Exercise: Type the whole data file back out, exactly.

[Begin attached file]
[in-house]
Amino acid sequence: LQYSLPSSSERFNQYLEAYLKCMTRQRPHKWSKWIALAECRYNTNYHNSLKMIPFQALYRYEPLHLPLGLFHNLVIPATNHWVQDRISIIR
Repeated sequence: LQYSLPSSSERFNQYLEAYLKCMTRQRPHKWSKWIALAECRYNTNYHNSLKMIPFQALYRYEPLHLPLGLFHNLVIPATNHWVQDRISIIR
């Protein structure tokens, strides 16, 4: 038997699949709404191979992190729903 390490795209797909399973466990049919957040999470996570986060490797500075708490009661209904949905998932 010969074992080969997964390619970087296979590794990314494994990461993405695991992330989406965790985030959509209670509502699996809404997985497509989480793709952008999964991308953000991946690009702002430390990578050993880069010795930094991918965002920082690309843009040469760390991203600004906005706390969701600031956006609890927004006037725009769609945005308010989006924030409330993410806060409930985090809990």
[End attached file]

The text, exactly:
[in-house]
Amino acid sequence: LQYSLPSSSERFNQYLEAYLKCMTRQRPHKWSKWIALAECRYNTNYHNSLKMIPFQALYRYEPLHLPLGLFHNLVIPATNHWVQDRISIIR
Repeated sequence: LQYSLPSSSERFNQYLEAYLKCMTRQRPHKWSKWIALAECRYNTNYHNSLKMIPFQALYRYEPLHLPLGLFHNLVIPATNHWVQDRISIIR
């Protein structure tokens, strides 16, 4: 038997699949709404191979992190729903 390490795209797909399973466990049919957040999470996570986060490797500075708490009661209904949905998932 010969074992080969997964390619970087296979590794990314494994990461993405695991992330989406965790985030959509209670509502699996809404997985497509989480793709952008999964991308953000991946690009702002430390990578050993880069010795930094991918965002920082690309843009040469760390991203600004906005706390969701600031956006609890927004006037725009769609945005308010989006924030409330993410806060409930985090809990």